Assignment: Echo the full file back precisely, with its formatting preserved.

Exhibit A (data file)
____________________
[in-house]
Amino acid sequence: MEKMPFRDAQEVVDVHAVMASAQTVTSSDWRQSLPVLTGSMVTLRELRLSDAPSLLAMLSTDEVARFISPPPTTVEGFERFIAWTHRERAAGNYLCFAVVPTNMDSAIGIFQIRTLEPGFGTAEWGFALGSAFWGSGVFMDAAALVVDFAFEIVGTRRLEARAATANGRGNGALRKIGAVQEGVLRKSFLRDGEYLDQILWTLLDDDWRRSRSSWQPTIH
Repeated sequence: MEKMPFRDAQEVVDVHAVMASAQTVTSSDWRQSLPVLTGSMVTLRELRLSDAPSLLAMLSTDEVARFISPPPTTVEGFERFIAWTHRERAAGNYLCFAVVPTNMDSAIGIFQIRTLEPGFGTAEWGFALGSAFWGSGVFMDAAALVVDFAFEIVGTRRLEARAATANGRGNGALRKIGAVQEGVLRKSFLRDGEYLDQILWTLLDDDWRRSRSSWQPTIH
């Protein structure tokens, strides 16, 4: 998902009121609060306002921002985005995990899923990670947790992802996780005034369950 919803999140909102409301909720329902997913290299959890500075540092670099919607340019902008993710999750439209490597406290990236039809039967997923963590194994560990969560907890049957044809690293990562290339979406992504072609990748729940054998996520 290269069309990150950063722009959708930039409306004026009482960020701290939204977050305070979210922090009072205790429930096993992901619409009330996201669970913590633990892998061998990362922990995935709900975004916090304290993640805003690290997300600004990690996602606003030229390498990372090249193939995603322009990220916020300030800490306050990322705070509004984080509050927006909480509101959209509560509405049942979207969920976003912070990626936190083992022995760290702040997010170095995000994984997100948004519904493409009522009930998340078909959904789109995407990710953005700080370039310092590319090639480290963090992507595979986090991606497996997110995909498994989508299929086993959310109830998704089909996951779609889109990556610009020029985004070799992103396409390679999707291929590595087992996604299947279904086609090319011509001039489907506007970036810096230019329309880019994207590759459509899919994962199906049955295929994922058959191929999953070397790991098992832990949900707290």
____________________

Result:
[in-house]
Amino acid sequence: MEKMPFRDAQEVVDVHAVMASAQTVTSSDWRQSLPVLTGSMVTLRELRLSDAPSLLAMLSTDEVARFISPPPTTVEGFERFIAWTHRERAAGNYLCFAVVPTNMDSAIGIFQIRTLEPGFGTAEWGFALGSAFWGSGVFMDAAALVVDFAFEIVGTRRLEARAATANGRGNGALRKIGAVQEGVLRKSFLRDGEYLDQILWTLLDDDWRRSRSSWQPTIH
Repeated sequence: MEKMPFRDAQEVVDVHAVMASAQTVTSSDWRQSLPVLTGSMVTLRELRLSDAPSLLAMLSTDEVARFISPPPTTVEGFERFIAWTHRERAAGNYLCFAVVPTNMDSAIGIFQIRTLEPGFGTAEWGFALGSAFWGSGVFMDAAALVVDFAFEIVGTRRLEARAATANGRGNGALRKIGAVQEGVLRKSFLRDGEYLDQILWTLLDDDWRRSRSSWQPTIH
């Protein structure tokens, strides 16, 4: 998902009121609060306002921002985005995990899923990670947790992802996780005034369950 919803999140909102409301909720329902997913290299959890500075540092670099919607340019902008993710999750439209490597406290990236039809039967997923963590194994560990969560907890049957044809690293990562290339979406992504072609990748729940054998996520 290269069309990150950063722009959708930039409306004026009482960020701290939204977050305070979210922090009072205790429930096993992901619409009330996201669970913590633990892998061998990362922990995935709900975004916090304290993640805003690290997300600004990690996602606003030229390498990372090249193939995603322009990220916020300030800490306050990322705070509004984080509050927006909480509101959209509560509405049942979207969920976003912070990626936190083992022995760290702040997010170095995000994984997100948004519904493409009522009930998340078909959904789109995407990710953005700080370039310092590319090639480290963090992507595979986090991606497996997110995909498994989508299929086993959310109830998704089909996951779609889109990556610009020029985004070799992103396409390679999707291929590595087992996604299947279904086609090319011509001039489907506007970036810096230019329309880019994207590759459509899919994962199906049955295929994922058959191929999953070397790991098992832990949900707290």